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Creative Corner: Finding a career through a new attitude on art

Jillian Benedict has a no-consequence mindset when creating art.

Jillian Benedict, a Longmont artist who owns Studio Benedict, has always loved art; her childhood dream was to be an artist. As happens with many people as they grow up, she started hearing "you can't make any money at that" and similar comments. She still knew art was her passion and intended to make a career out of it. That's when she learned about graphic design.

A trip to Alaska brought her to The Gem Gallery, where her graphic design and product photography career took off.

The trip reignited her interest in photography. 

"They were interested in me because my husband and I had gone on a trip to Alaska and that was really where I started photographing things," Benedict said.

One of her coworkers opened her eyes to graphic design and product photography ideas she hadn't thought of in the past.

"I had a co-worker who was just amazing and opened my eyes to different props and items and color schemes that you can use with a medium or a subject that's super simple, jewelry for example," Benedict said.

That coworker made suggestions Benedict liked and used in her work as she moved forward into her career.

"My coworker said, 'let's use this bright green background, and throw some elements in, like contrasting colors like flowers.' He used a lot of flowers. Once, he used candy, which was so much fun," she said. My old coworker was a big source of inspiration behind my product photography," she said

She had taken a couple of photography courses in college but hadn't fallen in love with that type of art yet.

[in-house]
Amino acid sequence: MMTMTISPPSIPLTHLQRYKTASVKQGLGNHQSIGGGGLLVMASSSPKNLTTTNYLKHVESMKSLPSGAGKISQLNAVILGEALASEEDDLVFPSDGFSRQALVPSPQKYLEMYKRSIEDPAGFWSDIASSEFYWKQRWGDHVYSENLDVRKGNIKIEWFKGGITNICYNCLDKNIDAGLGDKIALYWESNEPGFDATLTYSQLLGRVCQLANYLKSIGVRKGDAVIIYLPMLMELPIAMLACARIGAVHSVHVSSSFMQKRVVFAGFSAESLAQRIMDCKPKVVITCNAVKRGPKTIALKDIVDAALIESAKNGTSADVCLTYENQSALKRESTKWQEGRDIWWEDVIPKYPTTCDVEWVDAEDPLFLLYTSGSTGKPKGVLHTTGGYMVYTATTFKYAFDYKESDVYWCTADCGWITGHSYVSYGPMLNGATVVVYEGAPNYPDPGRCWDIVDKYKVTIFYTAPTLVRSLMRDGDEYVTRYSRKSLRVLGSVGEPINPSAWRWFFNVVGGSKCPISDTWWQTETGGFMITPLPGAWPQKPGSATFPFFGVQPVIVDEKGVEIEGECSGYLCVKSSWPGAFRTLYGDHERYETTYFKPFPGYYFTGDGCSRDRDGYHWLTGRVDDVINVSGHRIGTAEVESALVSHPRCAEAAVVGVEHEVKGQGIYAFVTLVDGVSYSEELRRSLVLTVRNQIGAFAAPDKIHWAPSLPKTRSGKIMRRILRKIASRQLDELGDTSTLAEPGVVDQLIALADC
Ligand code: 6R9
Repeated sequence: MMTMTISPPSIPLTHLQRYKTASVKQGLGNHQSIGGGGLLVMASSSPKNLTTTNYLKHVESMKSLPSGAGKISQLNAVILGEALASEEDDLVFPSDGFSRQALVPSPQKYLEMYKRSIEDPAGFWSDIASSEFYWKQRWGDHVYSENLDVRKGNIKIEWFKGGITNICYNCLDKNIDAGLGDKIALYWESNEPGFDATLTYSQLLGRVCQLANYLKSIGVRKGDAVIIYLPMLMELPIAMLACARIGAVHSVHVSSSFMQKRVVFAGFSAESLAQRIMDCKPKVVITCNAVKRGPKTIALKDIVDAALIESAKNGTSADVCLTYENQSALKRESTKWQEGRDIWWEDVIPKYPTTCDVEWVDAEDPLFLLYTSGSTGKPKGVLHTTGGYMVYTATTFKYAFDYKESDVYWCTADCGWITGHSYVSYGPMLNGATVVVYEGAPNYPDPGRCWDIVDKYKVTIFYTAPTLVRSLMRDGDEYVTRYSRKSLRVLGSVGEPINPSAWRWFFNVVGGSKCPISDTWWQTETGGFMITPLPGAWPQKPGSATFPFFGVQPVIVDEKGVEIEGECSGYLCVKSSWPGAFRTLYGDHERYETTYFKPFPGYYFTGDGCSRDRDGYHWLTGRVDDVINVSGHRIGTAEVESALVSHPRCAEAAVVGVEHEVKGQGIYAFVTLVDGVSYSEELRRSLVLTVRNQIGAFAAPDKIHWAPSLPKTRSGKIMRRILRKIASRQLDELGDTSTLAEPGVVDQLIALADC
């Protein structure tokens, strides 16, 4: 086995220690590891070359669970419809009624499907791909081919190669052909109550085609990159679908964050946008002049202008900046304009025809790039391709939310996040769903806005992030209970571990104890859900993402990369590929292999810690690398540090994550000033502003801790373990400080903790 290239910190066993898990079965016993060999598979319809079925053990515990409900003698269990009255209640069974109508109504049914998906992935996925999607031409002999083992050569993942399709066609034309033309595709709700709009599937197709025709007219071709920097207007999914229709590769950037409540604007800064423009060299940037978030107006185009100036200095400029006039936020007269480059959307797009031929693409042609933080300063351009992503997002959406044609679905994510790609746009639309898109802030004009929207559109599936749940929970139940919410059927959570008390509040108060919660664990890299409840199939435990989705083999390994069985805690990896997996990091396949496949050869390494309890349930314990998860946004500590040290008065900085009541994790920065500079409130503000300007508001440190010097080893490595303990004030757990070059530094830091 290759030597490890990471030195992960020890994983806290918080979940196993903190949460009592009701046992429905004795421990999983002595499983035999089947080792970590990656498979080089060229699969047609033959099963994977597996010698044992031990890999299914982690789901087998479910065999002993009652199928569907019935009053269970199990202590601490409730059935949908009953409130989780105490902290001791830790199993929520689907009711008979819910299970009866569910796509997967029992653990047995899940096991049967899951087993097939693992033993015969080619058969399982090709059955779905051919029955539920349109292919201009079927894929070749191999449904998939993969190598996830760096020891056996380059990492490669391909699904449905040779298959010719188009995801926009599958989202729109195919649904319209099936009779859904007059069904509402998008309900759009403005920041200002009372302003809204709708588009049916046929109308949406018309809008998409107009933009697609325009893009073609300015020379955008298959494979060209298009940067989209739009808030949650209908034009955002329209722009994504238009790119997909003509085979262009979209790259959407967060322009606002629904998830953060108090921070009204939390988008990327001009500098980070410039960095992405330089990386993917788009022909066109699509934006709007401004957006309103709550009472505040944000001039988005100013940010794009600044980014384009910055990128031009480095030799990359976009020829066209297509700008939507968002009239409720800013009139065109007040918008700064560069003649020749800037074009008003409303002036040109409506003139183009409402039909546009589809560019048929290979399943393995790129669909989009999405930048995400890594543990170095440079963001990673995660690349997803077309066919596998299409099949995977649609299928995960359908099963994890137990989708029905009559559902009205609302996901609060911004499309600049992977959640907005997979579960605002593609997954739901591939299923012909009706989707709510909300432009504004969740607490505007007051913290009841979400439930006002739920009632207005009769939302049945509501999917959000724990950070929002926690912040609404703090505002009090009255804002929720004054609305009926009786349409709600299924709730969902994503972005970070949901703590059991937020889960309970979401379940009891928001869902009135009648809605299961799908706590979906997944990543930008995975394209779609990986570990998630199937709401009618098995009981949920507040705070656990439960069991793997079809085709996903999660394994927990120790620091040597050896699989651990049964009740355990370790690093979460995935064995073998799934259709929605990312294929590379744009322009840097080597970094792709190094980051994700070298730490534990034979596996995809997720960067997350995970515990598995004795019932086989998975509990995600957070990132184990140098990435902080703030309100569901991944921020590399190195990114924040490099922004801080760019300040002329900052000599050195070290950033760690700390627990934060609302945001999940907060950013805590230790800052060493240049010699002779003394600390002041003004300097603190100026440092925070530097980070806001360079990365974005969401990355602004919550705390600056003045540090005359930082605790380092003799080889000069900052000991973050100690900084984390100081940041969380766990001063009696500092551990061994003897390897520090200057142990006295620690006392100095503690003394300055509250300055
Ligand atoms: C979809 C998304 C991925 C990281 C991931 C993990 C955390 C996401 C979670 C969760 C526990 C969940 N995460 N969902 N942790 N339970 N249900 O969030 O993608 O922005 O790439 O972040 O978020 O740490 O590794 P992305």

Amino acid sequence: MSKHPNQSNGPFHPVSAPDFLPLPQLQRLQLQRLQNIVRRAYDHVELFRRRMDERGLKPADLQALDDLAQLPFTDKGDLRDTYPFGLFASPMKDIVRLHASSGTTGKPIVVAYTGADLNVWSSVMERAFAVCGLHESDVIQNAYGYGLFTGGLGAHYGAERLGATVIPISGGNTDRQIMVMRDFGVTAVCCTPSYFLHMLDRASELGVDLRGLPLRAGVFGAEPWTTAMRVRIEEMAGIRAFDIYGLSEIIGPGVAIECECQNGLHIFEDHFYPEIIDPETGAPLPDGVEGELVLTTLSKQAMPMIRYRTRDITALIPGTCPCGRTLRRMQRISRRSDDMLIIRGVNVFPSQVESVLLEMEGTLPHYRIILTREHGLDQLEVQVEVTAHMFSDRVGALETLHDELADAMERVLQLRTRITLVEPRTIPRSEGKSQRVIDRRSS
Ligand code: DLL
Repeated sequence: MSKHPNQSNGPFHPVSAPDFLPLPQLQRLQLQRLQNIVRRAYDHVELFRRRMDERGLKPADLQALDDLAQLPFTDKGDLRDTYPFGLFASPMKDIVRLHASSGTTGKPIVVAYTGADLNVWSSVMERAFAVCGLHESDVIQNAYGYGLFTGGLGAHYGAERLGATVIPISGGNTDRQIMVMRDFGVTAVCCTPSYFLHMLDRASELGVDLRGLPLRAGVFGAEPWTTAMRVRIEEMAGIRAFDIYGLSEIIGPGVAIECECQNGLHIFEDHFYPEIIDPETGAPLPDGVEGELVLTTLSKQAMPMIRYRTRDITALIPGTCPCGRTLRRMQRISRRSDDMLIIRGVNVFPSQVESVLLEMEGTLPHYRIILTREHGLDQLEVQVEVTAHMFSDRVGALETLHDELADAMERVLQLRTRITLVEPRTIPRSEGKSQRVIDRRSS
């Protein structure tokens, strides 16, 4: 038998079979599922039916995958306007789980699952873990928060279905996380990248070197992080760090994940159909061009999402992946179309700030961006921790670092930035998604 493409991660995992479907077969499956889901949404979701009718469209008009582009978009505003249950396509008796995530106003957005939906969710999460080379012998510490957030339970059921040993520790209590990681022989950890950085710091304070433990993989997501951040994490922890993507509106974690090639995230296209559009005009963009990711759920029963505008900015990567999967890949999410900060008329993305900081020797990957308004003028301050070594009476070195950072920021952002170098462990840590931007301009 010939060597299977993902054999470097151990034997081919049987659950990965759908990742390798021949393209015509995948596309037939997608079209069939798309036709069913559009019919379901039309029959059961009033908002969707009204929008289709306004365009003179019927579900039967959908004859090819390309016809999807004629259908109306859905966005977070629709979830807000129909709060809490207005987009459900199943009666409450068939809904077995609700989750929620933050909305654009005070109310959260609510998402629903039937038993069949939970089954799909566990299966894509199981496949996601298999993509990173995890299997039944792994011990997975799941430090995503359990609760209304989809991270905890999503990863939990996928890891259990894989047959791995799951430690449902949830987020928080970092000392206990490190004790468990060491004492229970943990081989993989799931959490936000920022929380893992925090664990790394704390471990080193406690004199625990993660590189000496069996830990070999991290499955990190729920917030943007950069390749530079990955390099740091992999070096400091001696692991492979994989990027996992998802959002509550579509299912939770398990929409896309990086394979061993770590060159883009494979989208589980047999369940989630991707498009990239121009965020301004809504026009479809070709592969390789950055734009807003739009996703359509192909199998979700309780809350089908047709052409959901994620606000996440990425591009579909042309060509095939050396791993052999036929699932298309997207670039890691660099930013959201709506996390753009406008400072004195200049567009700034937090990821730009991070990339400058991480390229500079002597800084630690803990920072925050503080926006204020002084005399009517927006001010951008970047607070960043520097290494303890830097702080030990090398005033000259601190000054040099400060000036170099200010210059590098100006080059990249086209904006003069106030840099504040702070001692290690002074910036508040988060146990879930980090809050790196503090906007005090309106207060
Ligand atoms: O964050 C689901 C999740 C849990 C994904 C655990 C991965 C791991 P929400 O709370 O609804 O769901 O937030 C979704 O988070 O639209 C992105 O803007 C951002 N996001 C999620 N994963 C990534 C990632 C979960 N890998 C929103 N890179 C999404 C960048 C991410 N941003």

"I ...  kind of struggled because I wasn't able to purely focus on photography. So, that trip to Alaska was really where I thought 'there's nothing riding on this. I don't have to submit this for a grade. This isn't anything that I'm going to be trying to put into a competition or gallery by any means,' Benedict said. “So, I let myself have fun with it. Alaska is really where my photography started."

That no-consequence mindset serves her in her current work as well.

Benedict said, "I'm not thinking too much about whether or not somebody is going to like it. Initially, I started off by doing it for myself."

Last Christmas, she received gouache paint as a present. That got her started working with painting as a medium.

"We'll see where it takes us. It was through friends and family encouraging me that I started Studio Benedict and started making products to sell," Benedict said.

 Benedict began painting birth flowers as a result. As she began painting each month, she received several requests to turn them into calendars. But, by the time she completed the paintings, it was March 2021 so it was a bit too late to sell them. 

"Unfortunately, by the time I finished painting all of the birth flowers, I knew it was kind of too late to make a calendar, not only to photograph everything but also make it digital and format it into a calendar format. But also, it was too late to sell a calendar because I think it was March by the time I finished. These two months have gone by and that's two months that people wouldn't be able to use my calendar," Benedict said.

She didn't let them go to waste, though. She sold them as greeting cards last year and is now able to sell her postcard-style calendar with an additional option to buy a small easel to hold each month.

When she hit a snafu, she found ways to adjust. She considers that an investment in her art and her passion.

Benedict encourages aspiring artists to just go for it, too. She said, "see yourself as an investment. If doing this makes you happy, then investing in your happiness is going to make it so worthwhile.